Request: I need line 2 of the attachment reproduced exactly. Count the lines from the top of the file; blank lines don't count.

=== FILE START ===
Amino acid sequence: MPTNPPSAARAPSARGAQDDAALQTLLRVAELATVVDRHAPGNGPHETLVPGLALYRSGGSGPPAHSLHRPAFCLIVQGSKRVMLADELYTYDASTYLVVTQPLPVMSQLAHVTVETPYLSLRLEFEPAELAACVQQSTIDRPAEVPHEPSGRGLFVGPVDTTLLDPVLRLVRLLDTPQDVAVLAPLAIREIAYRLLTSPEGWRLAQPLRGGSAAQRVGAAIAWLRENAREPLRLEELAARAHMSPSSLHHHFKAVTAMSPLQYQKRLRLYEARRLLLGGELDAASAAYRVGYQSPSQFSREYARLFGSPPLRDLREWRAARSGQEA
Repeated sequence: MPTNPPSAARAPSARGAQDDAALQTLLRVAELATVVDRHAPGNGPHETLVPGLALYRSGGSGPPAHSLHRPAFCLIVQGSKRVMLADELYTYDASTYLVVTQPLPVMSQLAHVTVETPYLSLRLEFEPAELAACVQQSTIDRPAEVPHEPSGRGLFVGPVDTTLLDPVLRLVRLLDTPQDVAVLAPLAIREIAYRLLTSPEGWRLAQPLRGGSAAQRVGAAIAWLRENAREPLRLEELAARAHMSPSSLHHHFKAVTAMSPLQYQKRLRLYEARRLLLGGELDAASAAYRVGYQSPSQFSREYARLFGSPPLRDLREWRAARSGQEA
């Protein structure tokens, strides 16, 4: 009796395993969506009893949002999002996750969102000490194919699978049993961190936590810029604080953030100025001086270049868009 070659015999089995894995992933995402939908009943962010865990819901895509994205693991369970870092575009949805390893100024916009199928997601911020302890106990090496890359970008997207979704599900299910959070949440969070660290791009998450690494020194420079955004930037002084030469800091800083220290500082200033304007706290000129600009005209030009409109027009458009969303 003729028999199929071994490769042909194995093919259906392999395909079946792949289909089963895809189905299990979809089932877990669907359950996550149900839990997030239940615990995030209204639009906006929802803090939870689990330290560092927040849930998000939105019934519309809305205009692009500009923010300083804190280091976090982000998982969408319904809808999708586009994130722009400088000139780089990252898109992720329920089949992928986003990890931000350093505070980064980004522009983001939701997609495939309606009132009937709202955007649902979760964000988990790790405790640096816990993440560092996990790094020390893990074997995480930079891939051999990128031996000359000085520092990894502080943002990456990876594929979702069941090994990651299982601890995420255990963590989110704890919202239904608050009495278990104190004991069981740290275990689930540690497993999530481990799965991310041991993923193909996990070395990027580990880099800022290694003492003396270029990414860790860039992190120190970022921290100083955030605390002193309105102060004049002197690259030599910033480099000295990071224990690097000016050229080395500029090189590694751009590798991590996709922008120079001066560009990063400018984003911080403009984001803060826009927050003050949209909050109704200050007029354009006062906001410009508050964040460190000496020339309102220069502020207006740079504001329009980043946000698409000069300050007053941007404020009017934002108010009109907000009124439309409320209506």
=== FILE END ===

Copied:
Repeated sequence: MPTNPPSAARAPSARGAQDDAALQTLLRVAELATVVDRHAPGNGPHETLVPGLALYRSGGSGPPAHSLHRPAFCLIVQGSKRVMLADELYTYDASTYLVVTQPLPVMSQLAHVTVETPYLSLRLEFEPAELAACVQQSTIDRPAEVPHEPSGRGLFVGPVDTTLLDPVLRLVRLLDTPQDVAVLAPLAIREIAYRLLTSPEGWRLAQPLRGGSAAQRVGAAIAWLRENAREPLRLEELAARAHMSPSSLHHHFKAVTAMSPLQYQKRLRLYEARRLLLGGELDAASAAYRVGYQSPSQFSREYARLFGSPPLRDLREWRAARSGQEA